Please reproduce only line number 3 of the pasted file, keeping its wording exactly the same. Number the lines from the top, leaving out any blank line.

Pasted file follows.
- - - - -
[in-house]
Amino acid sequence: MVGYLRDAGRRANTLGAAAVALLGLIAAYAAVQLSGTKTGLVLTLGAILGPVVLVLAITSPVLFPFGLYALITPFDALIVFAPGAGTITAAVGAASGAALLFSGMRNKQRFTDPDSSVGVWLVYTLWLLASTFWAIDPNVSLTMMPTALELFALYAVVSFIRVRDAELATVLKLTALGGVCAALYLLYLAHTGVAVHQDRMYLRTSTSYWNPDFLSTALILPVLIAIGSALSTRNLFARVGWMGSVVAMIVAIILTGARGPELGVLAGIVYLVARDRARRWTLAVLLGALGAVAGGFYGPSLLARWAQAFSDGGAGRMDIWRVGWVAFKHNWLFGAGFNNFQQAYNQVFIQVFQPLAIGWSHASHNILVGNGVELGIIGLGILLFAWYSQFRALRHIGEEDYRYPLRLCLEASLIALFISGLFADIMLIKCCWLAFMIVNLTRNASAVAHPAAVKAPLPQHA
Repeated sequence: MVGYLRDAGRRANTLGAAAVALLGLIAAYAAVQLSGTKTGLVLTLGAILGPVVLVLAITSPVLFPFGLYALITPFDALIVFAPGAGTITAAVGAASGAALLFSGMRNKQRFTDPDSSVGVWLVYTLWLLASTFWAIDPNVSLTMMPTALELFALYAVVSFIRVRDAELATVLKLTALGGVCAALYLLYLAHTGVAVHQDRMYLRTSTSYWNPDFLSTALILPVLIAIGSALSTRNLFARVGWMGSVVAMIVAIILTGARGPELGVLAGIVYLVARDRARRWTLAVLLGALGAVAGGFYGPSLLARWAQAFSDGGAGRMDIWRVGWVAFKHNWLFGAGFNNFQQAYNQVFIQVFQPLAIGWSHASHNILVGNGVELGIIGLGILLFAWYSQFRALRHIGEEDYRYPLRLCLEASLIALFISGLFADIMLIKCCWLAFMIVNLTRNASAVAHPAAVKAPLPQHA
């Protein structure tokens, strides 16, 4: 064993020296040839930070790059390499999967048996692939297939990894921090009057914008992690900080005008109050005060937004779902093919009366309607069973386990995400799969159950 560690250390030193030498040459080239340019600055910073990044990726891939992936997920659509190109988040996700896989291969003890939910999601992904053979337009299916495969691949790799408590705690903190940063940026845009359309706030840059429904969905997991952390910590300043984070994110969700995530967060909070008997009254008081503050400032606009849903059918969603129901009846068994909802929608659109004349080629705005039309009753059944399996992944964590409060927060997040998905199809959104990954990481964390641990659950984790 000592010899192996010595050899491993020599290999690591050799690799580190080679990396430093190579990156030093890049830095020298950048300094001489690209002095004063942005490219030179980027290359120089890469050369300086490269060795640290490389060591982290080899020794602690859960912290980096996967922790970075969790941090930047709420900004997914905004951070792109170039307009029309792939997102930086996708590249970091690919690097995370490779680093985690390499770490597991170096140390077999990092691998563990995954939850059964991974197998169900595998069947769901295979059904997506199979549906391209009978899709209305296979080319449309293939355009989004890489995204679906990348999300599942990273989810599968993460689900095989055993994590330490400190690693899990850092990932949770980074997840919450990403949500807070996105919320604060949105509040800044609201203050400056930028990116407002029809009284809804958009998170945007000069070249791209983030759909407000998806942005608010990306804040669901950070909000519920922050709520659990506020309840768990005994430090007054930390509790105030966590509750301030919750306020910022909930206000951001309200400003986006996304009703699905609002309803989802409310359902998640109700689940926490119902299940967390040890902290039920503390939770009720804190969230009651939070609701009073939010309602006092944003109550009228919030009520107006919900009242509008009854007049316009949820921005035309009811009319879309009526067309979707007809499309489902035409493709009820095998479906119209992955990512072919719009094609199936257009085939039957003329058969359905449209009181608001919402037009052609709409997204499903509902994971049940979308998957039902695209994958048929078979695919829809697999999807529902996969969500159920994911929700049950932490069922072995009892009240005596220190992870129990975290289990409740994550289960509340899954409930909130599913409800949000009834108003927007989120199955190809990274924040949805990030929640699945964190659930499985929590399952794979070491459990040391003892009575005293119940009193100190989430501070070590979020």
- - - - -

Repeated sequence: MVGYLRDAGRRANTLGAAAVALLGLIAAYAAVQLSGTKTGLVLTLGAILGPVVLVLAITSPVLFPFGLYALITPFDALIVFAPGAGTITAAVGAASGAALLFSGMRNKQRFTDPDSSVGVWLVYTLWLLASTFWAIDPNVSLTMMPTALELFALYAVVSFIRVRDAELATVLKLTALGGVCAALYLLYLAHTGVAVHQDRMYLRTSTSYWNPDFLSTALILPVLIAIGSALSTRNLFARVGWMGSVVAMIVAIILTGARGPELGVLAGIVYLVARDRARRWTLAVLLGALGAVAGGFYGPSLLARWAQAFSDGGAGRMDIWRVGWVAFKHNWLFGAGFNNFQQAYNQVFIQVFQPLAIGWSHASHNILVGNGVELGIIGLGILLFAWYSQFRALRHIGEEDYRYPLRLCLEASLIALFISGLFADIMLIKCCWLAFMIVNLTRNASAVAHPAAVKAPLPQHA